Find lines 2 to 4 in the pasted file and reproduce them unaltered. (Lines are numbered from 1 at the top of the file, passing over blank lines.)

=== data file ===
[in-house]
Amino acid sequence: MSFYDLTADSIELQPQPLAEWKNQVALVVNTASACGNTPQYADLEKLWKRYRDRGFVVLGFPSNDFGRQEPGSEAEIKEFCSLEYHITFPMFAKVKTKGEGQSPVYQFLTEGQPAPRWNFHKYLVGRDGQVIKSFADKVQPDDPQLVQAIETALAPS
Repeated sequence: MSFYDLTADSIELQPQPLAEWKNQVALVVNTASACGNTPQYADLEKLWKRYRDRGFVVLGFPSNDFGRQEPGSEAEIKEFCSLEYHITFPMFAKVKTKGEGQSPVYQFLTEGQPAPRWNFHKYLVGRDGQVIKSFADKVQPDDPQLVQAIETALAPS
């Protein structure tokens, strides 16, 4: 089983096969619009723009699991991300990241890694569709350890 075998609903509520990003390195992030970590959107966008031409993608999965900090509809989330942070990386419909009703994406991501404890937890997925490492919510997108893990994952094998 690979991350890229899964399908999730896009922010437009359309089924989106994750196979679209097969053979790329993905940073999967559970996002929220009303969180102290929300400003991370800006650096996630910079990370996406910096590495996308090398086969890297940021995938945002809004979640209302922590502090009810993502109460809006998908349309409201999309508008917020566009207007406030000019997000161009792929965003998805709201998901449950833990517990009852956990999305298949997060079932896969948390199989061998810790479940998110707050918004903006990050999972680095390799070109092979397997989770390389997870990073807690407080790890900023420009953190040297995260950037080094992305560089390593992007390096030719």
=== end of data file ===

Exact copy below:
Amino acid sequence: MSFYDLTADSIELQPQPLAEWKNQVALVVNTASACGNTPQYADLEKLWKRYRDRGFVVLGFPSNDFGRQEPGSEAEIKEFCSLEYHITFPMFAKVKTKGEGQSPVYQFLTEGQPAPRWNFHKYLVGRDGQVIKSFADKVQPDDPQLVQAIETALAPS
Repeated sequence: MSFYDLTADSIELQPQPLAEWKNQVALVVNTASACGNTPQYADLEKLWKRYRDRGFVVLGFPSNDFGRQEPGSEAEIKEFCSLEYHITFPMFAKVKTKGEGQSPVYQFLTEGQPAPRWNFHKYLVGRDGQVIKSFADKVQPDDPQLVQAIETALAPS
């Protein structure tokens, strides 16, 4: 089983096969619009723009699991991300990241890694569709350890 075998609903509520990003390195992030970590959107966008031409993608999965900090509809989330942070990386419909009703994406991501404890937890997925490492919510997108893990994952094998 690979991350890229899964399908999730896009922010437009359309089924989106994750196979679209097969053979790329993905940073999967559970996002929220009303969180102290929300400003991370800006650096996630910079990370996406910096590495996308090398086969890297940021995938945002809004979640209302922590502090009810993502109460809006998908349309409201999309508008917020566009207007406030000019997000161009792929965003998805709201998901449950833990517990009852956990999305298949997060079932896969948390199989061998810790479940998110707050918004903006990050999972680095390799070109092979397997989770390389997870990073807690407080790890900023420009953190040297995260950037080094992305560089390593992007390096030719």